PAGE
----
Wacam, a Non-Governmental Organization (NGO) credited with tackling irresponsible mining in the country, has hosted activists from the sub-region to discuss its continuous campaign for a clean extractive sector, particularly mining.
The activists, representing some powerful Civil Society Organizations (CSOs), were drawn from Burkina Faso, Nigeria, Mali and Senegal.
They used the two-day workshop to, among other things, deliberate on the gaps in minerals and mining regimes and also developed advocacy strategies aimed at increasing benefits of mining to the states.
Hannah Owusu-Koranteng, Associate Executive Director of Wacam, in an overview, said they have been working to redefine corporate responsibility to ensure that the people, especially those directly affected by irresponsible mining, hold the mining firms accountable.
She said, “Wacam relies on best practices to ensure that companies and governments respect community and environmental rights under protocols signed by states and industries at UN and AU levels, as well as guidelines developed to guide the conduct of businesses in developing countries.”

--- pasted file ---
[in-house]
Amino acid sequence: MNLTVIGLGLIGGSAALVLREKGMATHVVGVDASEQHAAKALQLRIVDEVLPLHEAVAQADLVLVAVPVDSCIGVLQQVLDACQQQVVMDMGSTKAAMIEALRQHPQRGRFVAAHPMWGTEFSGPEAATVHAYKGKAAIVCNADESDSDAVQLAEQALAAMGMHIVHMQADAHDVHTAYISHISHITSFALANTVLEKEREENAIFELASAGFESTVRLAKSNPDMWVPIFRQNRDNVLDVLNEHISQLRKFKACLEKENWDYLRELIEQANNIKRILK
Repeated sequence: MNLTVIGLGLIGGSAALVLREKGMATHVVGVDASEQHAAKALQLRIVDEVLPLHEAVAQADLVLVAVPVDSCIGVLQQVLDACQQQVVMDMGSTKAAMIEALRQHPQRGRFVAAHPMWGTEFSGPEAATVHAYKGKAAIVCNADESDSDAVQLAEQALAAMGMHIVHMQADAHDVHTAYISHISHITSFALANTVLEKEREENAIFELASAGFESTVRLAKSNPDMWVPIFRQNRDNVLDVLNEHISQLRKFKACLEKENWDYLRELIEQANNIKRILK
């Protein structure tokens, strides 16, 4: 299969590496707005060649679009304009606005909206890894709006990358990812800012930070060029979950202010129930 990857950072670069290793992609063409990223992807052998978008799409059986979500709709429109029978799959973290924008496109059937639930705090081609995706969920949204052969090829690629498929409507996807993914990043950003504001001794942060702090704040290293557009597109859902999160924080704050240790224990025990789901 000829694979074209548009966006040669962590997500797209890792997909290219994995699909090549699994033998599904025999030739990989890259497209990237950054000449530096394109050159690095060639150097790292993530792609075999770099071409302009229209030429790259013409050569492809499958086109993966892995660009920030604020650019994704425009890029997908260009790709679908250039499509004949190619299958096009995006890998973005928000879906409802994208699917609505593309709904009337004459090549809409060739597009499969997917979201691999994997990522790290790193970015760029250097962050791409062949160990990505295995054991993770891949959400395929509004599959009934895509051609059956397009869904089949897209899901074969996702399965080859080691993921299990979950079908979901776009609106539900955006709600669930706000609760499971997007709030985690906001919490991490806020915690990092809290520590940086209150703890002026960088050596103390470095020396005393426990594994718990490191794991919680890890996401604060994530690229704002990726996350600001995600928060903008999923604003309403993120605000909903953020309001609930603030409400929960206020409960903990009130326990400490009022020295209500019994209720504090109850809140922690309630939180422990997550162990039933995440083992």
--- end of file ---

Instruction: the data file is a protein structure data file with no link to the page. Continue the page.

Mrs. Owusu-Koranteng said “Wacam has contributed to the reduction of conflicts between affected communities and mining companies by getting affected mining communities to appreciate the importance of using legal procedures, dialogue and campaigns in their struggles.”
“We have helped to increase the confidence of affected peasant communities in the judicial system through its right-based education and by so doing, has contributed to the strengthening of democratic governance of Ghana and the rule of law.”
She said that the development of what she called a 'Sample and Mining Bill' by Wacam, in collaboration with the Centre for Public Interest Law (CEPIL), has been instrumental in the campaign against irresponsible mining, adding that they drew inspiration from ECOWAS Mining Directive, which has provisions like Free Prior Informed Consent, Polluter Pay Principles and Community rights and the issue of compensations.
“The challenge is that mining companies are ahead of the CSOs when it comes to mining lobbying and advocacy on the continent. Mining companies, with their vast financial resources, have the ear of governments who depend on natural resources.”
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